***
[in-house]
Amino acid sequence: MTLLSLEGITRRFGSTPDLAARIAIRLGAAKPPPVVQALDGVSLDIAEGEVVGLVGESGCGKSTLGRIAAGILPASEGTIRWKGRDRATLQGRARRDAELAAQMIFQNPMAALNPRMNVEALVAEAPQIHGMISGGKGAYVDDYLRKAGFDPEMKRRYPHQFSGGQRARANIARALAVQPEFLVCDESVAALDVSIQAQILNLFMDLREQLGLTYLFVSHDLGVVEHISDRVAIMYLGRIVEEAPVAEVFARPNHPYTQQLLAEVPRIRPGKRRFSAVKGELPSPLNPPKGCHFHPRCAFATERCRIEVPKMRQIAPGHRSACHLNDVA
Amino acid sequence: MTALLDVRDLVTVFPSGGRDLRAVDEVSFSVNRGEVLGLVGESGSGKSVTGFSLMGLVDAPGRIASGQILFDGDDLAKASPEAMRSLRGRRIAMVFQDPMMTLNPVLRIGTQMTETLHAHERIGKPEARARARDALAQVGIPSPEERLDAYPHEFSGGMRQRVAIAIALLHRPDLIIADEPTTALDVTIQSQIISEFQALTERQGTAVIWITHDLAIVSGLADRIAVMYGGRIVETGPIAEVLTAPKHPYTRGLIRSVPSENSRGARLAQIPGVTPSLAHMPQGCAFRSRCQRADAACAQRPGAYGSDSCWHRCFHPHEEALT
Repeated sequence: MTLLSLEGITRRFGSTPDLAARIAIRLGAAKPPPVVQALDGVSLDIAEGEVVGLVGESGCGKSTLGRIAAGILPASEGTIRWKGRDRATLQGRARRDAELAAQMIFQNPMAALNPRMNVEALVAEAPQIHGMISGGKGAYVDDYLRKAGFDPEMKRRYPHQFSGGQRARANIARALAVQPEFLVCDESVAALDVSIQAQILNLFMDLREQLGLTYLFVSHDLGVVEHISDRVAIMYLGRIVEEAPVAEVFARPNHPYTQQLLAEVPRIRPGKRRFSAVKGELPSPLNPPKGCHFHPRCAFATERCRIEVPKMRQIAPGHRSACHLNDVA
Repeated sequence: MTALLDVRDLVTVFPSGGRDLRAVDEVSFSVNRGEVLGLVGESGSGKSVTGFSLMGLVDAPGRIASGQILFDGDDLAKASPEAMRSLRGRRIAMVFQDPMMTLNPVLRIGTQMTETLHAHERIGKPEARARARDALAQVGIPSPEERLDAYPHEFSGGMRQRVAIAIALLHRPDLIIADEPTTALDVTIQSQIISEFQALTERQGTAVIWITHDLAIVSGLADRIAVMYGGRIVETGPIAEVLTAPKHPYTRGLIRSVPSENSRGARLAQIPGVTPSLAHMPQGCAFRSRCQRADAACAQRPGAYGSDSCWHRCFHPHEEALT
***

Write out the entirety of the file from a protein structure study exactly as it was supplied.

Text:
[in-house]
Amino acid sequence: MTLLSLEGITRRFGSTPDLAARIAIRLGAAKPPPVVQALDGVSLDIAEGEVVGLVGESGCGKSTLGRIAAGILPASEGTIRWKGRDRATLQGRARRDAELAAQMIFQNPMAALNPRMNVEALVAEAPQIHGMISGGKGAYVDDYLRKAGFDPEMKRRYPHQFSGGQRARANIARALAVQPEFLVCDESVAALDVSIQAQILNLFMDLREQLGLTYLFVSHDLGVVEHISDRVAIMYLGRIVEEAPVAEVFARPNHPYTQQLLAEVPRIRPGKRRFSAVKGELPSPLNPPKGCHFHPRCAFATERCRIEVPKMRQIAPGHRSACHLNDVA
Amino acid sequence: MTALLDVRDLVTVFPSGGRDLRAVDEVSFSVNRGEVLGLVGESGSGKSVTGFSLMGLVDAPGRIASGQILFDGDDLAKASPEAMRSLRGRRIAMVFQDPMMTLNPVLRIGTQMTETLHAHERIGKPEARARARDALAQVGIPSPEERLDAYPHEFSGGMRQRVAIAIALLHRPDLIIADEPTTALDVTIQSQIISEFQALTERQGTAVIWITHDLAIVSGLADRIAVMYGGRIVETGPIAEVLTAPKHPYTRGLIRSVPSENSRGARLAQIPGVTPSLAHMPQGCAFRSRCQRADAACAQRPGAYGSDSCWHRCFHPHEEALT
Repeated sequence: MTLLSLEGITRRFGSTPDLAARIAIRLGAAKPPPVVQALDGVSLDIAEGEVVGLVGESGCGKSTLGRIAAGILPASEGTIRWKGRDRATLQGRARRDAELAAQMIFQNPMAALNPRMNVEALVAEAPQIHGMISGGKGAYVDDYLRKAGFDPEMKRRYPHQFSGGQRARANIARALAVQPEFLVCDESVAALDVSIQAQILNLFMDLREQLGLTYLFVSHDLGVVEHISDRVAIMYLGRIVEEAPVAEVFARPNHPYTQQLLAEVPRIRPGKRRFSAVKGELPSPLNPPKGCHFHPRCAFATERCRIEVPKMRQIAPGHRSACHLNDVA
Repeated sequence: MTALLDVRDLVTVFPSGGRDLRAVDEVSFSVNRGEVLGLVGESGSGKSVTGFSLMGLVDAPGRIASGQILFDGDDLAKASPEAMRSLRGRRIAMVFQDPMMTLNPVLRIGTQMTETLHAHERIGKPEARARARDALAQVGIPSPEERLDAYPHEFSGGMRQRVAIAIALLHRPDLIIADEPTTALDVTIQSQIISEFQALTERQGTAVIWITHDLAIVSGLADRIAVMYGGRIVETGPIAEVLTAPKHPYTRGLIRSVPSENSRGARLAQIPGVTPSLAHMPQGCAFRSRCQRADAACAQRPGAYGSDSCWHRCFHPHEEALT